Historically the Onondaga Lake has served as a site for sustenance and recreation for the Onondaga people, as well as the meeting place of the Grand Council of the Haudenosaunee Confederacy. However, the past two centuries have seen the lake's shoreline developed and its waters degraded with domestic and industrial waste to the point where it is now one of the most polluted lakes in North America. While the Honeywell Corporation and the NY State Department of Environmental Conservation are implementing a plan to clean up the lake, these efforts fall far short of what many, including the Onondaga people, believe to be required to see full restoration of the lake. This trip will introduce students to the history of this project and allow them to meet with key stakeholders, scholars, and activists participating in the Onondaga Lake cleanup.
In addition, the Onondaga seek healing with the state’s wrongful taking of their land, noting that the UN Declaration on the rights of Indigenous People protects fundamental rights associated with land—including the prevention of environmental degradation, stating that “indigenous people have the right to determine and develop priorities and strategies for the development or use of their lands or territories or resources.” As part of this trip, students will learn about this history—both through conversations with scholars and community leaders, as well as through the attendance of local events.
Trip participants will also meet with Onondaga community members and leaders to discuss programs underway to maintain Haudenasaunee culture and to bring better understanding of traditional cultural elements such as lacrosse and the Haudenasaunee’s role in the roots of democracy. Students will visit the Great Law of Peace Center, the Onondaga Nation School, and see a box lacrosse game at the Nation's arena.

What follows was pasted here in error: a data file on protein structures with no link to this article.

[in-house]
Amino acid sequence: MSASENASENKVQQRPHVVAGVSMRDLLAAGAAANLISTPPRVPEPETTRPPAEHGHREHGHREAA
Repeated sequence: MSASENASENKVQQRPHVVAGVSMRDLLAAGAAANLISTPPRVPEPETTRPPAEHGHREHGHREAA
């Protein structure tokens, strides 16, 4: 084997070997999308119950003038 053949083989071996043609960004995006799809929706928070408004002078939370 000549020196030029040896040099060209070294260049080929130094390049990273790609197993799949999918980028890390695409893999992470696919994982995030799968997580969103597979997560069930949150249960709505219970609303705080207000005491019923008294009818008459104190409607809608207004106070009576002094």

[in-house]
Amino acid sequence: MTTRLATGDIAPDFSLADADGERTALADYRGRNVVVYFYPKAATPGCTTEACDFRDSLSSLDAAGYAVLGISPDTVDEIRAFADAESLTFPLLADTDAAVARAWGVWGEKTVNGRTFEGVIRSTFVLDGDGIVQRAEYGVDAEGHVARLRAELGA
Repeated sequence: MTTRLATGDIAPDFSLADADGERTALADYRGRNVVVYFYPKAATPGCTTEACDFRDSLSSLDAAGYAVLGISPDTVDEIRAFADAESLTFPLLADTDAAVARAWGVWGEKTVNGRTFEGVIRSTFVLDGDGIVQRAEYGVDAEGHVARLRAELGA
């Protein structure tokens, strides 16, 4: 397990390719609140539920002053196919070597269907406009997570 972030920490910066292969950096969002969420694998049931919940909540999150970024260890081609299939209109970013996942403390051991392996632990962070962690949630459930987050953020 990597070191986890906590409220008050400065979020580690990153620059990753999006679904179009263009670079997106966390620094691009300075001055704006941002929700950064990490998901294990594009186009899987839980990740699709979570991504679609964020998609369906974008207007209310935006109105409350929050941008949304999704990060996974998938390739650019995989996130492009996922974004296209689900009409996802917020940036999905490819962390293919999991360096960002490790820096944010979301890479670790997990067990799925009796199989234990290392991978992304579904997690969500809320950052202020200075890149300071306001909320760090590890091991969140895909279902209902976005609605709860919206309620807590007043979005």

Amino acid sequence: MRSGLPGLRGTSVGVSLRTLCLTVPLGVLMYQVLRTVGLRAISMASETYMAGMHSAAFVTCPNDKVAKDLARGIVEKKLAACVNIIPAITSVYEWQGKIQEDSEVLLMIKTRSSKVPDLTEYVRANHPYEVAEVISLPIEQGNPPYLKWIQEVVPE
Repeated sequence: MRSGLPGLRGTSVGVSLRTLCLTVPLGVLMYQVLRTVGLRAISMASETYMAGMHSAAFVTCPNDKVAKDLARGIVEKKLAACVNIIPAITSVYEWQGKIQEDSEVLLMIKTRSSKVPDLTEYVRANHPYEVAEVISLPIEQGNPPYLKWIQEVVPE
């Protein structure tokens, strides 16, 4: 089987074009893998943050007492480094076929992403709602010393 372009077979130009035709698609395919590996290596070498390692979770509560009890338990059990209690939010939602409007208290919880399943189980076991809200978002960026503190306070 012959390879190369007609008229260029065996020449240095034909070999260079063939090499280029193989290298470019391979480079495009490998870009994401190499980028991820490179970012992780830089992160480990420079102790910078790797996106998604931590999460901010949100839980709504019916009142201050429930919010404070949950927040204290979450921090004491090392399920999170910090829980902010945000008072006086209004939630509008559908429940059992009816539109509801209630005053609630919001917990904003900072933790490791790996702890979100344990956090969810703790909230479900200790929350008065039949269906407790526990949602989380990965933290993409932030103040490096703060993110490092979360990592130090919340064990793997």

Day 1: Travel to Syracuse, settle into housing, dinner with Onondaga community leaders
Day 2: Tour Onondaga Nation - Onondaga Nation School, Longhouse, Buffalo Fields, Arena; Lacrosse stick-making demonstration
Day 3: Visit Onondaga Lake; walk along Onondaga Creek to see mud boils and learn about history of pollution of the lake; tour Honeywell's Onondaga Lake Visitor's Center
Day 4: Visit Ska-Nonh Great Law of Peace Center; meet scholars to discuss Doctrine of Discovery, Onondaga heritage, and related issues; attend a box lacrosse game
Day 5: Meet with organizations working to clean up Lake Onondaga, NGOs that partner with the Onondaga Nation in their fight for environmental justice
Day 6: Discussion with lawyers representing the Onondaga Nation; last visit to Onondaga Lake for debrief and reflection with Onondaga leaders; travel home
Hey! I’m Mairead McCarthy, a sophomore studying Spanish/Latin American, Caribbean and Latino Studies and Sociology. On campus I participate in Casa de la Cultura, a program that teaches English to immigrant adults. This year, I’m leading a project to Syracuse, NY to learn about environmental justice and the land rights of the Onondaga people. Environmental justice became important to me in 2014, when I traveled to the Galápagos Islands in Ecuador, where tourism has negatively affected the local animal’s habitats. I’m really excited to get to lead this project to the Onondaga Nation and I hope it will be a fun and beneficial experience to everyone involved!
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